Mister Monkey—a screwball children’s musical about a playfully larcenous pet chimpanzee—is the kind of family favorite that survives far past its prime. Margot, who plays the chimp’s lawyer, knows the production is dreadful and bemoans the failure of her acting career. She’s settled into the drudgery of playing a humiliating part—until the day she receives a mysterious letter from an anonymous admirer . . . and later, in the middle of a performance, has a shocking encounter with Adam, the twelve-year-old who plays the title role.
Francine Prose’s effervescent comedy is told from the viewpoints of wildly unreliable, seemingly disparate characters whose lives become deeply connected as the madcap narrative unfolds. There is Adam, whose looming adolescence informs his interpretation of his role; Edward, a young audience member who is candidly unimpressed with the play; Ray, the author of the novel on which the musical is based, who witnesses one of the most awkward first dates in literature; and even the eponymous Mister Monkey, the Monkey God himself.
With her trademark wit and verve, Prose delves into humanity’s most profound mysteries: art, ambition, childhood, aging, and love. Startling and captivating, Mister Monkey is a breathtaking novel from a writer at the height of her craft.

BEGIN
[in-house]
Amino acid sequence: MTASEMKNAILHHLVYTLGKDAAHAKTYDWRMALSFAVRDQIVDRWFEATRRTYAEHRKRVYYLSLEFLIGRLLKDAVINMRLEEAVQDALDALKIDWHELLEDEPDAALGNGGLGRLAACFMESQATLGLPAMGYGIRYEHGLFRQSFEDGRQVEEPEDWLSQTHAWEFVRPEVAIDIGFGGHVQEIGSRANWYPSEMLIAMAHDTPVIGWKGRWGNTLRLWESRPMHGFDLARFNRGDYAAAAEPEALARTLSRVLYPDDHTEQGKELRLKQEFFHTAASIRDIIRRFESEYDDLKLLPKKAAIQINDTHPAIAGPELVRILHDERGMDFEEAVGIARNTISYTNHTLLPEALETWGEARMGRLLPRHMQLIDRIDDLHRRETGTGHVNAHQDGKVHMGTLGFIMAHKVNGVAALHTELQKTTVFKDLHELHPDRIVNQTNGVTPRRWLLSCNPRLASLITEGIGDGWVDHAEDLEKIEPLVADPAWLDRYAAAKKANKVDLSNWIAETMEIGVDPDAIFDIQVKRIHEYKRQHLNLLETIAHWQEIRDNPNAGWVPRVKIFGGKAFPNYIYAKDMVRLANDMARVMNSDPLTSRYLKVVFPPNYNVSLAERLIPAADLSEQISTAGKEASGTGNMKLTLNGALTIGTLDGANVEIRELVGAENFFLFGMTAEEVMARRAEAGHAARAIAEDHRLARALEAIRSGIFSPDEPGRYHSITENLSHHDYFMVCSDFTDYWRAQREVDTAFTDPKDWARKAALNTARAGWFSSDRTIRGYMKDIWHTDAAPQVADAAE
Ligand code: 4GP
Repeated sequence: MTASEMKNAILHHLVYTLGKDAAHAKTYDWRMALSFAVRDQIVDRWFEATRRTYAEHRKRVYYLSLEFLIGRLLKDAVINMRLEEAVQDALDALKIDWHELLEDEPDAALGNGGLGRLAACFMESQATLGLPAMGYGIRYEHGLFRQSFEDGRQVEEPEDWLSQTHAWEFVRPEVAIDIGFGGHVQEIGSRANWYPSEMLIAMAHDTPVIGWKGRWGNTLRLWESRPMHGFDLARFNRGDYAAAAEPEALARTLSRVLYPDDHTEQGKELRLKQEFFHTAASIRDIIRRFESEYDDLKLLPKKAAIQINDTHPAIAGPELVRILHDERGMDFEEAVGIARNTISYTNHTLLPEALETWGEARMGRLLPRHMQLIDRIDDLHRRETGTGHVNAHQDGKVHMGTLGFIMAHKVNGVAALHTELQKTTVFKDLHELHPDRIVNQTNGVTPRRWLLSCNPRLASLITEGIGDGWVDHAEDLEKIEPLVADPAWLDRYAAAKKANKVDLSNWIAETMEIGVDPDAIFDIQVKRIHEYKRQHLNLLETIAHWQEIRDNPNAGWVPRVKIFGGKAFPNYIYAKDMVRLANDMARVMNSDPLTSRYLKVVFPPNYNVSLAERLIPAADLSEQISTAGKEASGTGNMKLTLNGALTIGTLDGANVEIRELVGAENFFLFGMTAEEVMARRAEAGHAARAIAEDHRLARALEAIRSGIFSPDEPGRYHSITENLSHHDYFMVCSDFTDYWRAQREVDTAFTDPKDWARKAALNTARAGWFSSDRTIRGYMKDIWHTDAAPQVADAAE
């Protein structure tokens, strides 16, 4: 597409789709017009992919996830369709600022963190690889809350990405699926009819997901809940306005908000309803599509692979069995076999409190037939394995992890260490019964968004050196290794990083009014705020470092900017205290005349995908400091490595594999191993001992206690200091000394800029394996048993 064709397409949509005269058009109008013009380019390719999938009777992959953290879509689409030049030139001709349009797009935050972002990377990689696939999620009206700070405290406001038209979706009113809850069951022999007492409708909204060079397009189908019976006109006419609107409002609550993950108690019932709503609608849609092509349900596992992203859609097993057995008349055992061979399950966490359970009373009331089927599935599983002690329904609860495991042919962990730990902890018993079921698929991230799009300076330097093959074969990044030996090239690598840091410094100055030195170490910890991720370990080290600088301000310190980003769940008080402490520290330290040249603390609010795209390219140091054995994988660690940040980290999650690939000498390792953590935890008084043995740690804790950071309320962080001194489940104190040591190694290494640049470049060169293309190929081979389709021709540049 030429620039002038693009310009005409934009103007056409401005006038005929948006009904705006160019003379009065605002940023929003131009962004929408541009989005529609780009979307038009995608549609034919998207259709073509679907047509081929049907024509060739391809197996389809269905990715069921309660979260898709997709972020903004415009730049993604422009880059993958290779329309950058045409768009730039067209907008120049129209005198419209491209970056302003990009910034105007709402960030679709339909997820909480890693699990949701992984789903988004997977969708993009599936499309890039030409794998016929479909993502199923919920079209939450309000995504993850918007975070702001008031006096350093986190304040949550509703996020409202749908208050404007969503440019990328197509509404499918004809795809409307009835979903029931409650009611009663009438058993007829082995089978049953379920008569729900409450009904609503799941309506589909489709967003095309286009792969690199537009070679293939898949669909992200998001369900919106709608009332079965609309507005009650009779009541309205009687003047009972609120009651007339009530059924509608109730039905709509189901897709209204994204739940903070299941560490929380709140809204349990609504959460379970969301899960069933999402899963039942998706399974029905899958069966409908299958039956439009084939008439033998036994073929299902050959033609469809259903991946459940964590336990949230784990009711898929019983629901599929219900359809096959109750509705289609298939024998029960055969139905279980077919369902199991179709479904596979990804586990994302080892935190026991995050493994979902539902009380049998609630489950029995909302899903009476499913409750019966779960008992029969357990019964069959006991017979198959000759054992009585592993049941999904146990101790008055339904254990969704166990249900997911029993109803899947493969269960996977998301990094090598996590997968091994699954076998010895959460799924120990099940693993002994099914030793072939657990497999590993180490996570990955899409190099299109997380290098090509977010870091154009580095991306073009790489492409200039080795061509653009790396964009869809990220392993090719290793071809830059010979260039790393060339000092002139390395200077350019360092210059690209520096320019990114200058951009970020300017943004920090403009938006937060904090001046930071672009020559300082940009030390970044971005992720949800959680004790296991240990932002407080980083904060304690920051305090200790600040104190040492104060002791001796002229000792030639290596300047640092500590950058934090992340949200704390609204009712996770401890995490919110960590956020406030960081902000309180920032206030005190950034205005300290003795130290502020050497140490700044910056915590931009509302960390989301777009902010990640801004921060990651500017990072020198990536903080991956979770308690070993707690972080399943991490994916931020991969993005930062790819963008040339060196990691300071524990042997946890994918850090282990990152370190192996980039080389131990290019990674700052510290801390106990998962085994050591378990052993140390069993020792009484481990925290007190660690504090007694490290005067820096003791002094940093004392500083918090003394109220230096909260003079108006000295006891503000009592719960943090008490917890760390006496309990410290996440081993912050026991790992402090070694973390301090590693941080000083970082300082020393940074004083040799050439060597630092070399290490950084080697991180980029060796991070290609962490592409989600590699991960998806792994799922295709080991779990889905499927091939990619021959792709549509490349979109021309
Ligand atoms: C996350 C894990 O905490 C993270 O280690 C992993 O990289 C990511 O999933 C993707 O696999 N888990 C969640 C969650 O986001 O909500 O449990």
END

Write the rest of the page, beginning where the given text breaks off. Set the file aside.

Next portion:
About the Author
Francine Prose is the author of twenty-one works of fiction including, the highly acclaimed Mister Monkey; the New York Times bestseller Lovers at the Chameleon Club, Paris 1932; A Changed Man, which won the Dayton Literary Peace Prize; and Blue Angel, which was a finalist for the National Book Award. Her works of nonfiction include the highly praised Anne Frank: The Book, The Life, The Afterlife, and the New York Times bestseller Reading Like a Writer, which has become a classic. The recipient of numerous grants and honors, including a Guggenheim and a Fulbright, a Director’s Fellow at the Center for Scholars and Writers at the New York Public Library, Prose is a former president of PEN American Center, and a member of the American Academy of Arts and Letters and the American Academy of Arts and Sciences. She is a Distinguished Writer in Residence at Bard College.